- Director:Aleksei Fedorchenko
- Cast:Yuliya Aug, Larisa Damaskina, Olga Dobrina
- Release Date:May 17, 2012
- Running time:75 minutes
- Film Worth:$17.00
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A resonant, lyrical and beautifully realised cinematic experience.
This modest gem will probably be generally overlooked, which is unfortunate because it's a cinematic fable of considerable power and lyricism. It's also often exquisitely beautiful, thanks to the picturesque countryside in which the story unfolds. There's ambiguity about how much actual folkloric custom and myth is reflected here, and how much was simply written into the script, but either way it works sublimely.
The narrator is Aist (Igor Sergeyev), a laconic middle-aged man whose equally reticent best friend Miron (Yuri Tsurilo) has just lost his beloved wife, Tanya. Rather than have her buried in their West-Central Russian town, Miron resolves to follow the ways of his people - descendants of an ancient Finno-Ugric tribe called the Merjans - and take her body to the water. He asks Aist to accompany him on the drive. Since the coast happens to be thousands of miles away, what follows is quite an odyssey.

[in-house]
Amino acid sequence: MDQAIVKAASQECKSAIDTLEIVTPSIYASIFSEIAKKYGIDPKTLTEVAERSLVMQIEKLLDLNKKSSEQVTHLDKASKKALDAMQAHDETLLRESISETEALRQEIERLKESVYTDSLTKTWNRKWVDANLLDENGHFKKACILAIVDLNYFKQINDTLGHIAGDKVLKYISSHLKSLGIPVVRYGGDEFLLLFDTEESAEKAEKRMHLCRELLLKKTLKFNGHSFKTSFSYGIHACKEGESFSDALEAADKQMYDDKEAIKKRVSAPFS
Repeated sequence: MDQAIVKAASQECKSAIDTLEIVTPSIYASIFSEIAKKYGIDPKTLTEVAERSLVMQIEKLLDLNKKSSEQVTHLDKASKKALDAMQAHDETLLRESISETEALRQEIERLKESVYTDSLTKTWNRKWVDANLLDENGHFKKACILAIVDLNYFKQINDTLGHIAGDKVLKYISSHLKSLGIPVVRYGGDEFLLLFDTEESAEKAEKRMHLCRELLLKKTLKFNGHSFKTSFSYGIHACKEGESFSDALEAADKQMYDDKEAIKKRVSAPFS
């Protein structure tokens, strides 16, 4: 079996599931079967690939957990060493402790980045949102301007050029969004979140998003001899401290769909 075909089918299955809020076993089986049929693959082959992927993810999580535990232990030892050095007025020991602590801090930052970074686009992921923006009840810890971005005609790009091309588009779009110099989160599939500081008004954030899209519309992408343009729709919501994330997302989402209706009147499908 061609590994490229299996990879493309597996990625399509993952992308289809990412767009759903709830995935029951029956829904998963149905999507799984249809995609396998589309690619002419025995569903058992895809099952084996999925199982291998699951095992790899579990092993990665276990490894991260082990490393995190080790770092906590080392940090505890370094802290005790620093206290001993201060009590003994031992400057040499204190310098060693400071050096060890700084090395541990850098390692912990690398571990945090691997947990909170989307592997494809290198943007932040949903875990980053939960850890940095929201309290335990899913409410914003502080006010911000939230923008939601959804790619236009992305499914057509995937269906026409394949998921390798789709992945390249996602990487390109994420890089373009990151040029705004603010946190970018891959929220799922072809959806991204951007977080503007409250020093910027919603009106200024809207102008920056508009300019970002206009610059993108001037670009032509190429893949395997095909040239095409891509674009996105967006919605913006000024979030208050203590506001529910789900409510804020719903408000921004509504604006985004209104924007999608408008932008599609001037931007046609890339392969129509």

Aist is considerably more revealing in his voice-over recollections than he tends to be in conversation with Miron, and so we learn a fair bit about Tanya (Yuliya Aug) and her emotional history. Miron for his part briefly adheres to the Merjan tradition of a widower going into uncomfortably intimate detail about his married life. Aist takes his caged buntings along on the trip, and the little birds - like most other elements in the story - are symbolically significant. Still, the essential appeal of Silent Souls lies not in meaning - let alone plot - but in its strange abiding atmosphere: equal parts hyper-real and mystical. That said, the narrative arc is strong and satisfyingly dramatic.
Don't be put off by the short running time, by the way. Silent Souls has more visual poetry, depth and resonance than most longer films.